When lawyers pick undesirable tricks from their clients
Every time I see lawyers, resplendent in their black robes and wigs, I am reminded of the simile “as frizzled as a lawyer’s wig”.
I imagine you were taught about similes, too, but you thought only future scribes, such as yours truly, needed to remember those things.
Well, you are neither right nor wrong.
I also imagine you were taught about verbs and adverbs, synonyms, antonyms, conjunctions, adjectives, pronouns and stuff that made your mind fuzzy.
But that is a topic for another day.
I was telling you about lawyers. There is a way they can make you feel they know more than they do. How they pull this trick is a real mystery but I have a hunch one way they bamboozle you is by using foreign words and phrases, especially Latin.
Now, if a lawyer in those intimidating black robes and wig starts to infuse their submissions with words such as mutatis mutandis, prima facie, ad infinitum, ex post facto, ipso facto, suo moto, et al, you know you are in trouble, unless you are the magistrate or judge hearing the matter. Or another lawyer.
Most folks who attend courts to hear cases try to wear intelligent looks (especially when they float!) when lawyers apply the legal jargon, for which simpler terms are easily available. But how will you know the folks read the law?
Largely because of this ability to infuse Latin and French into English and to use 100 words when 20 would have sufficed, lawyers are revered by many folks.
In my days as a reporter, I covered many court cases and met many lawyers, many of whom are still my friends.
There was one (name withheld for fear of legal reprisals) who required patience and a sharp ear if you were to understand what he was saying.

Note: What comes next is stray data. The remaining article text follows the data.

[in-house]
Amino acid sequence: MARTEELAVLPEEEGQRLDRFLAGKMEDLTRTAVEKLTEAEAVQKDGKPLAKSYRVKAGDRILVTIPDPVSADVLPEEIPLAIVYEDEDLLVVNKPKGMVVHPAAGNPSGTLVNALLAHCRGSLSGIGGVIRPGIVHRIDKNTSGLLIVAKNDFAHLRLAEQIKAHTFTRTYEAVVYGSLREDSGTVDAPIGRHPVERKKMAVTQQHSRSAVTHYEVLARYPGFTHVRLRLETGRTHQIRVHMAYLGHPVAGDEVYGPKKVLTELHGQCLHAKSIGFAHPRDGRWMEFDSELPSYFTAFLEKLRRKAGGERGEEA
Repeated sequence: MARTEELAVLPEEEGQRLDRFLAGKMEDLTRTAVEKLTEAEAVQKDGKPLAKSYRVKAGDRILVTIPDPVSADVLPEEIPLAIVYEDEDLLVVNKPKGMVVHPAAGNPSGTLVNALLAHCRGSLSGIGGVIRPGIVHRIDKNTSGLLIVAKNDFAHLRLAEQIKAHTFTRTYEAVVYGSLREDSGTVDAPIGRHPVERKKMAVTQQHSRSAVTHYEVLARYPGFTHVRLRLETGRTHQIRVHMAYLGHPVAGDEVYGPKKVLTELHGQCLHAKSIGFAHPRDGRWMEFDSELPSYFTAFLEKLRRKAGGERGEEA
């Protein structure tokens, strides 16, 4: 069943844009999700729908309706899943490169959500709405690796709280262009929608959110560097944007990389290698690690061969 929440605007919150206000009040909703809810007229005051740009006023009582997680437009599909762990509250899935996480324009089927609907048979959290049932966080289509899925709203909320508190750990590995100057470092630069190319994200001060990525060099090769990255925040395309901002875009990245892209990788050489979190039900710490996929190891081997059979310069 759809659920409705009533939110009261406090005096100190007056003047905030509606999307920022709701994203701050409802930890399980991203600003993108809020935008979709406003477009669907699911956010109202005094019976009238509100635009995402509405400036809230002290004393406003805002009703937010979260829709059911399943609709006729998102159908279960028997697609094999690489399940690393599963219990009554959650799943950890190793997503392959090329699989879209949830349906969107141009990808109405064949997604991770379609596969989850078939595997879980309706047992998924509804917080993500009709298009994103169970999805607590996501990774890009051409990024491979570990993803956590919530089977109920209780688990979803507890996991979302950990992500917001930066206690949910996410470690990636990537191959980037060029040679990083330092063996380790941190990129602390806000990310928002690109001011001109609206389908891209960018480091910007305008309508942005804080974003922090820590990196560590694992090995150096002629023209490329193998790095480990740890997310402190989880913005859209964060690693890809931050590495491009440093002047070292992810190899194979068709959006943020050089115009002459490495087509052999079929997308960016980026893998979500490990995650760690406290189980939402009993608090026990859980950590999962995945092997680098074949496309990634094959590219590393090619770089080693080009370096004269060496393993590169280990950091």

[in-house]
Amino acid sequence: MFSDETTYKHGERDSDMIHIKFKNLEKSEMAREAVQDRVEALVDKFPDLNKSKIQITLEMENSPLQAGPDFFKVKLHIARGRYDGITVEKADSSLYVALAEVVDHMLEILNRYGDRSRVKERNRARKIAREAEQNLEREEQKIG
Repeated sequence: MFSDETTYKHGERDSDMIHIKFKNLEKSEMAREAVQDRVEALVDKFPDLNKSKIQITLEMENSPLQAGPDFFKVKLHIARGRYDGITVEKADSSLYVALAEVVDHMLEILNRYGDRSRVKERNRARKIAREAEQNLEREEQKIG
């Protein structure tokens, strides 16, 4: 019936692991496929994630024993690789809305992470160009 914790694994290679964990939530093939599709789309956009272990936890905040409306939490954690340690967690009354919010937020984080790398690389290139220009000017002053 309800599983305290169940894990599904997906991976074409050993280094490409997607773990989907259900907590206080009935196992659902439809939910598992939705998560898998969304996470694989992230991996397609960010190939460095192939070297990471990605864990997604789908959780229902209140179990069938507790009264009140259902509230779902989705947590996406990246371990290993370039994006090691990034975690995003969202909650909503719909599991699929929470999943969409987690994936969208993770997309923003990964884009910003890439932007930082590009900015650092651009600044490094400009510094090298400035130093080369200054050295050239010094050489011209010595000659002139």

For instance, when he attempted to say “stab wounds” what we all heard was “stamp wood” and the magistrate stopped writing to ask that he repeats what he just said.
For a few of them, when we are enjoying a beer, those Latin things are forgotten. Alcohol can do strange things to people. Which is one reason I love it. It brings out the truth in people. That is why it is said what is in the head when there is no wine is what comes out when there is wine in the head. I know that sounds clever. I picked it somewhere. I forgot where. Again, that is a topic for another day.
Back to our lawyer fraternity story.
I know you have heard lawyers, especially those who get involved in big cases that are covered on national TV using the Queen’s language as if they were born in London.
Granted, a few trained abroad, which explains their accent. But majority of them grew up in rural settings so the accent with plenty of swag is just put on not unlike the flowing black robes.
By the way, if it is true that if you go to school in the United States for a few years you pick an American drawl, how come those who go to India do not acquire any accent?
Now, there is a lawyer who is keen to learn from his client. Just the other day, you must have heard about the guy who turned up in court drunk. It was said the ground appeared to be shifting from under his feet. Yes, you heard right.
What was stranger than fiction was that this lawyer was appearing for a client who was charged with—hold your breath —being drunk and disorderly! Haiya!
In what may pass for a movie scene, you can picture the guy staggering in court, putting his briefcase on the lawyers’ Bench and trying to sit, at first on the armrest and tipping into the seat.
“Your Honour, my name ish sho and sho and I am to representing my client who ish shtill nashing a hangover…”
It happened at a Kakamega court. The magistrate ordered that he be locked up until he sobers up. It was not clear if this lawyer became a State guest for a few hours but his colleagues made noise about it.
Well, strange things do happen.
Have a sober week, folks!
– The writer is Special Projects Editor, People Daily